Explaining Real Estate Price Bubbles

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Bubbles form in investment real estate, leading to the questions: Where is the top? When will prices no longer rise? An answer to both of these questions is: when the money runs out. In real estate investment there are two sources of funds: the buyer's investment (down payment) and the lender's capital (the loan amount). The lender operates as a sort of governor, investing less as prices rise, thereby refusing to finance the speculative part of the bubble (that part unsupported by commensurate increases in net rent). With the lender's withdrawal, given fixed prices, buyer down payments must rise, placing downward pressure on investor yields. Fewer buyers become willing to accept those lower yields and the market at those prices falls.


The lender may also constrain activity by increasing the debt coverage ratio (DCR), which is the property net income divided by debt payments. The excess debt coverage ratio (XDCR = DCR-1 = BTCF), therefore, is the amount by which property net income exceeds debt payments. So-called "break-even cash flow" is that condition where loan payments equal net income, or before-tax cash flow (BTCF) is zero.

The graphic begins with the typical maximum loan-to-value ratio (LTV) of 80% and minimum XDCR of 0. Transactions take place at the intersection of the two planes. The line at that intersection may be viewed as a measure of the breadth of the market. Holding one control in its original extreme position and changing the other shows how the market shrinks to the point where practically no funds remain. It is at this point the bubble ceases to expand.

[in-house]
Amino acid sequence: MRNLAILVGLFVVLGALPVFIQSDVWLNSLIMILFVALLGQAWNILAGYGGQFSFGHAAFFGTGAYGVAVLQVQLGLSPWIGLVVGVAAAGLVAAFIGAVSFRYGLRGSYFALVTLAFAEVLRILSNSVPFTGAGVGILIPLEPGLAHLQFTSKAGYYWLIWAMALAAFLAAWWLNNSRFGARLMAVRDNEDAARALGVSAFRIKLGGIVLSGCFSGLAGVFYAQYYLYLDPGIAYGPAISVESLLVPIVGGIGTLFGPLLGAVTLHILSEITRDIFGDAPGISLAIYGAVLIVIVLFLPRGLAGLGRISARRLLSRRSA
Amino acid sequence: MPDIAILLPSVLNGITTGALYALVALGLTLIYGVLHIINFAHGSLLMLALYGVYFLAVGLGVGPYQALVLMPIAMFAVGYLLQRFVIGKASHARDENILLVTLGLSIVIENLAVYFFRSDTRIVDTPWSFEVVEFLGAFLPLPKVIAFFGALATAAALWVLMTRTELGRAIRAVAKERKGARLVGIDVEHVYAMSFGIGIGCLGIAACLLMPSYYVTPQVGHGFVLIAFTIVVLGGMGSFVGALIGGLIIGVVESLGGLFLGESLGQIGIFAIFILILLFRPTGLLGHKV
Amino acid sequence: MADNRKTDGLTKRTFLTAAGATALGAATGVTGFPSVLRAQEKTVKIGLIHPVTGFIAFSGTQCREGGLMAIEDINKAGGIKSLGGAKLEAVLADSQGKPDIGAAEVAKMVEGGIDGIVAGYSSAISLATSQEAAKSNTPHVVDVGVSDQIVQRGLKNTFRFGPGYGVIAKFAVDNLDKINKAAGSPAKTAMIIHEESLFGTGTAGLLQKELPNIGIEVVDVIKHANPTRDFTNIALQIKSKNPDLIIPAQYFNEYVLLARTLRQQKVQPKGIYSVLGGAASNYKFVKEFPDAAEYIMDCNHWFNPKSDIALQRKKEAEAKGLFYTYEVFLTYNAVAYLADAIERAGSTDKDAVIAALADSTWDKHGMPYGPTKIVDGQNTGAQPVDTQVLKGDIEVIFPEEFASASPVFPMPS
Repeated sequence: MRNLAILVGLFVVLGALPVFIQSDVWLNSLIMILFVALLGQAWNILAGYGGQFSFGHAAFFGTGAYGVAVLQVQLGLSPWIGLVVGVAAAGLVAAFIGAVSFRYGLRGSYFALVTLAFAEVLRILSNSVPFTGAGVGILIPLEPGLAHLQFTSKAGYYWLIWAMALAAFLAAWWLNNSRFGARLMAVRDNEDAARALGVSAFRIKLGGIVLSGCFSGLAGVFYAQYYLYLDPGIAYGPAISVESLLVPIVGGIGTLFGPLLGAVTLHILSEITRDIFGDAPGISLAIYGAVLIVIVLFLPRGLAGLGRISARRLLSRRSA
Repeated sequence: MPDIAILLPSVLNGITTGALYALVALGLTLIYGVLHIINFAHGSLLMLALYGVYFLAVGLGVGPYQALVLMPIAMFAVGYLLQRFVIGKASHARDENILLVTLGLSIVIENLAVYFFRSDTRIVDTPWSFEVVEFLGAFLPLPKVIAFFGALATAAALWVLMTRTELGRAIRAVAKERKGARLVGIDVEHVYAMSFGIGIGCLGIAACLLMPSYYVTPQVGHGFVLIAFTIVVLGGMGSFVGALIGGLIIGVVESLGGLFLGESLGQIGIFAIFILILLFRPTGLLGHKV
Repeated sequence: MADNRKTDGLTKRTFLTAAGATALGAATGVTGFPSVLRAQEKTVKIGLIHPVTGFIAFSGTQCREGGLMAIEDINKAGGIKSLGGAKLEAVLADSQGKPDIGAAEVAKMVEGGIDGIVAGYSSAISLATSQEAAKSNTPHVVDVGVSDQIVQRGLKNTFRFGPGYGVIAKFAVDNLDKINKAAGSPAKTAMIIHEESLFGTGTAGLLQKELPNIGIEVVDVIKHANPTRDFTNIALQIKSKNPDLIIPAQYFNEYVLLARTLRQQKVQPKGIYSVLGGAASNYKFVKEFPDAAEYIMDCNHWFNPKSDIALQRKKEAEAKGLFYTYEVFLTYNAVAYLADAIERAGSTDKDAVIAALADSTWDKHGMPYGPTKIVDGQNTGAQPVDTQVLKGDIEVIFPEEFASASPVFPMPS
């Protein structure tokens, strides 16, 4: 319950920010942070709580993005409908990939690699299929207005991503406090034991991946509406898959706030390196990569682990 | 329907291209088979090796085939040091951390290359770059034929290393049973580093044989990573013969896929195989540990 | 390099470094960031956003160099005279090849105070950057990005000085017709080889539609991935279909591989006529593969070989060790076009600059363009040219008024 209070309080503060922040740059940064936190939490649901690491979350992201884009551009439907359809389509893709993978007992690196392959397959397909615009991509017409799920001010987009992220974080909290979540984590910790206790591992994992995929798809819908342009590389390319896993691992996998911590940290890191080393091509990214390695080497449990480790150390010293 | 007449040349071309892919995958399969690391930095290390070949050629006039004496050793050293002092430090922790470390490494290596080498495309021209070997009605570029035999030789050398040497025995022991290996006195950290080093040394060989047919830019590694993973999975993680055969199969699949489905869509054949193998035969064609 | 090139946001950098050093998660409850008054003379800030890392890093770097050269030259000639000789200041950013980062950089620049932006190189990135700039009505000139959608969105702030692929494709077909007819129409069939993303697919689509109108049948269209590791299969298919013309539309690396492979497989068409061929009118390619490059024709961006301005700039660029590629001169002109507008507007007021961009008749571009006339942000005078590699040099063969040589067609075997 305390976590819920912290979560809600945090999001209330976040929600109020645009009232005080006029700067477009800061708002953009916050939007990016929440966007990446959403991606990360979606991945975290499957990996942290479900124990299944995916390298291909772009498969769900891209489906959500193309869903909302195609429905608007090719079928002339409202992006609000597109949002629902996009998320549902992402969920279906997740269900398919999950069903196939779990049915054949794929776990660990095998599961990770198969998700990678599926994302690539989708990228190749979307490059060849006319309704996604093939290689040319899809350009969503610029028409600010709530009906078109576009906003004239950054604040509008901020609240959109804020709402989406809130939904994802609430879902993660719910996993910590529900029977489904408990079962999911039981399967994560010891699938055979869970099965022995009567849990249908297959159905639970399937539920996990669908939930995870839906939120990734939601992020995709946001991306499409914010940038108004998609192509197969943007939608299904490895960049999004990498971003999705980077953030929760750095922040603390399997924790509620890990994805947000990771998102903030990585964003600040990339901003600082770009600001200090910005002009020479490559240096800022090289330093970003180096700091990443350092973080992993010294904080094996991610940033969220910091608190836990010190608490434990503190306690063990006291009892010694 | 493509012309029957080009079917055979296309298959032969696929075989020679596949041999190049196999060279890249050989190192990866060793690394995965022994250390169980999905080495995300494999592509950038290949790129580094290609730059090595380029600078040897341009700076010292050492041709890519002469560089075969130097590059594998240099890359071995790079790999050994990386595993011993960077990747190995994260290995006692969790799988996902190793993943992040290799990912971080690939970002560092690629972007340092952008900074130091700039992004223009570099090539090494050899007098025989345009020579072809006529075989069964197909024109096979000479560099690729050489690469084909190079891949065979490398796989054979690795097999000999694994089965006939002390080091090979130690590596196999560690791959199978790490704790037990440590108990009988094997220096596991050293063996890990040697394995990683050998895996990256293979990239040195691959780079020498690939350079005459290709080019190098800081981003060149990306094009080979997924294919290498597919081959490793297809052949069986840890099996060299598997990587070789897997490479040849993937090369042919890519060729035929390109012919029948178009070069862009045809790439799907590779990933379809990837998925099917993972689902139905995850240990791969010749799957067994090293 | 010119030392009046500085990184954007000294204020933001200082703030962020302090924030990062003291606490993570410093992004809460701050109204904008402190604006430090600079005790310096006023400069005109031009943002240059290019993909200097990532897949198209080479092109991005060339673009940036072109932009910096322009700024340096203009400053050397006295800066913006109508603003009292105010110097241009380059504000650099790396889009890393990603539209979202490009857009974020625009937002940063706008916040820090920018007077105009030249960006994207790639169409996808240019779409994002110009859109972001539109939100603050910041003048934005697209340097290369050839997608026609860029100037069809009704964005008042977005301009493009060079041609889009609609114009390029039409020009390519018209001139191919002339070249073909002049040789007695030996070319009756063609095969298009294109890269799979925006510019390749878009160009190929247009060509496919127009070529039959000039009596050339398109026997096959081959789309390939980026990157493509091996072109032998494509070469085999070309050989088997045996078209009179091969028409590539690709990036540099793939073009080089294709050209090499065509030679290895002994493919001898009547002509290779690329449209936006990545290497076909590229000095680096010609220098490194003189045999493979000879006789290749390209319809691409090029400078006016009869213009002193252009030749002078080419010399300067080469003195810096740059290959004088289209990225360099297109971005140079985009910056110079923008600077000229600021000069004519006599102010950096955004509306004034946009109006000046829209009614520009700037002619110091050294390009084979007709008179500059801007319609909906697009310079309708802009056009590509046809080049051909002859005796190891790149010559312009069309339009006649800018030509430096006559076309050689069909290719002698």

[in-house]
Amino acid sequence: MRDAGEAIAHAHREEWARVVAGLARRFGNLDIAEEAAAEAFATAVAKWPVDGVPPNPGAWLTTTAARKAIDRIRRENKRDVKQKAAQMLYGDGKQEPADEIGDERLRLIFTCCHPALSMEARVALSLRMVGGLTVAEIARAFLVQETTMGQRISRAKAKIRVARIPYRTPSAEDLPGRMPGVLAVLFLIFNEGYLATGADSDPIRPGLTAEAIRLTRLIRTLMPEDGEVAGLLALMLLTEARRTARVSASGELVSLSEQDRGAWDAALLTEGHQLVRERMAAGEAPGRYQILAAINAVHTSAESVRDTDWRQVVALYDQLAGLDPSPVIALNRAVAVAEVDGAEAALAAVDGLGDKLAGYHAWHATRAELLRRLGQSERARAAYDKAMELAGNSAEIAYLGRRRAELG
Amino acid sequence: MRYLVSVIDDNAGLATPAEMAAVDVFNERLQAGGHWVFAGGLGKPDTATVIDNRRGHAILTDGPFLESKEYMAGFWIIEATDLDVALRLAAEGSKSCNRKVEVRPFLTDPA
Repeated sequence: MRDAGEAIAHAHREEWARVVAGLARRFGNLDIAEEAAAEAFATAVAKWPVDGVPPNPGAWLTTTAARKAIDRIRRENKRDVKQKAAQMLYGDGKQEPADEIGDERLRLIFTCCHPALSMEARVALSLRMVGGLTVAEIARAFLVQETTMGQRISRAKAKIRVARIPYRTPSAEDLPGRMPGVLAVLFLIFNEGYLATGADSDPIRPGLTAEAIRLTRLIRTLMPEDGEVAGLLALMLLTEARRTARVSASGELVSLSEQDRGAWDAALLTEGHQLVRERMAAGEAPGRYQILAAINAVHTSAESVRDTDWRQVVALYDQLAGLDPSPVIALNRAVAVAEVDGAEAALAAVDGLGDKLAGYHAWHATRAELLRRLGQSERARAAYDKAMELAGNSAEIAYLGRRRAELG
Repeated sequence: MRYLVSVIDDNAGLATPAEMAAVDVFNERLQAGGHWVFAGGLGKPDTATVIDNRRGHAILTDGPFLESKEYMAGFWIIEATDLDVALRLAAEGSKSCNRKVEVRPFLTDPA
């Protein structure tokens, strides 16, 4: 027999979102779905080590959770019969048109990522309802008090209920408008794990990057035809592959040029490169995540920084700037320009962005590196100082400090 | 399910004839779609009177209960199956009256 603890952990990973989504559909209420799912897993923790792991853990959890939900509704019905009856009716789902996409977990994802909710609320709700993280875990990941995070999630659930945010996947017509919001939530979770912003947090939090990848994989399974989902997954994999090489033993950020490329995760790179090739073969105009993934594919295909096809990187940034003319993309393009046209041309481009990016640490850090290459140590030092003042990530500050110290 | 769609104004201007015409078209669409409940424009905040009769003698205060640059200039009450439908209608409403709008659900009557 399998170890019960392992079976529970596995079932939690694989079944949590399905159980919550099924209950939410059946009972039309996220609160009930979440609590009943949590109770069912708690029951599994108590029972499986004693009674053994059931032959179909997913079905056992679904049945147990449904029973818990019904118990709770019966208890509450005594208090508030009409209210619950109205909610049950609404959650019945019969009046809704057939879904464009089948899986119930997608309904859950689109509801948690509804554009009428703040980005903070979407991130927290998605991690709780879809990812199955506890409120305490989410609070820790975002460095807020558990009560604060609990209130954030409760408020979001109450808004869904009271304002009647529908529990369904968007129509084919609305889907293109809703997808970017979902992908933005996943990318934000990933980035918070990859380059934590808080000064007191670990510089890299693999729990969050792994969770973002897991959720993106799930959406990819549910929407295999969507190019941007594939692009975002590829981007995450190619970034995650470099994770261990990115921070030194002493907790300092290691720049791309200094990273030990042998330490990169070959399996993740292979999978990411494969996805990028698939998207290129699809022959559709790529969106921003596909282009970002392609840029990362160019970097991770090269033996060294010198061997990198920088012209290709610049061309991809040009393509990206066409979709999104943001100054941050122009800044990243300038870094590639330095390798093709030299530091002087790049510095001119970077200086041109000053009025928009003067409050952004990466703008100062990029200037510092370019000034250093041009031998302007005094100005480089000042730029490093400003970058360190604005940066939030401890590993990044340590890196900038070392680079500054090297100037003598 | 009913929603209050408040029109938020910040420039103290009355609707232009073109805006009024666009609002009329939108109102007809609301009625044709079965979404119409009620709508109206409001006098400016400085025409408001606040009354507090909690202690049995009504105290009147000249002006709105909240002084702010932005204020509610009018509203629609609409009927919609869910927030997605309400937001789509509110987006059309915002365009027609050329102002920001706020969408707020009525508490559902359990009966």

Contributed by: Roger J. Brown (March 2011)
Reproduced by permission of Academic Press from Private Real Estate Investment ©2005
Open content licensed under CC BY-NC-SA



There are some interesting subtleties in this analysis. In theory the lender can fix both LTV and DCR. In practice the lender must choose one and forgo the other. The reason is found in the mathematics of real estate investment analysis. It can be shown that by fixing both LTV and DCR the lender is implicitly forbidding the use of the most modern and appropriate valuation tool, discounted cash flow analysis, and consigning itself and its borrower-applicants to the outdated valuation tool of capitalization rate. Only by allowing either LTV or DCR to vary can the lender avail itself of more sophisticated valuation tools and the better-informed buyers who use them.

There are also a number of important assumptions such as constant rent, constant interest rates, and defining capitalization rate as discount rate less growth (known in corporate finance as the Gordon Constant Dividend Growth model). None of these assumptions are fatal to the analysis.

More information is available in Chapter Nine of Private Real Estate Investment and at mathestate.com.

R. J. Brown, Private Real Estate Investment: Data Analysis and Decision Making, Burlington, MA: Elsevier Academic Press, 2005.

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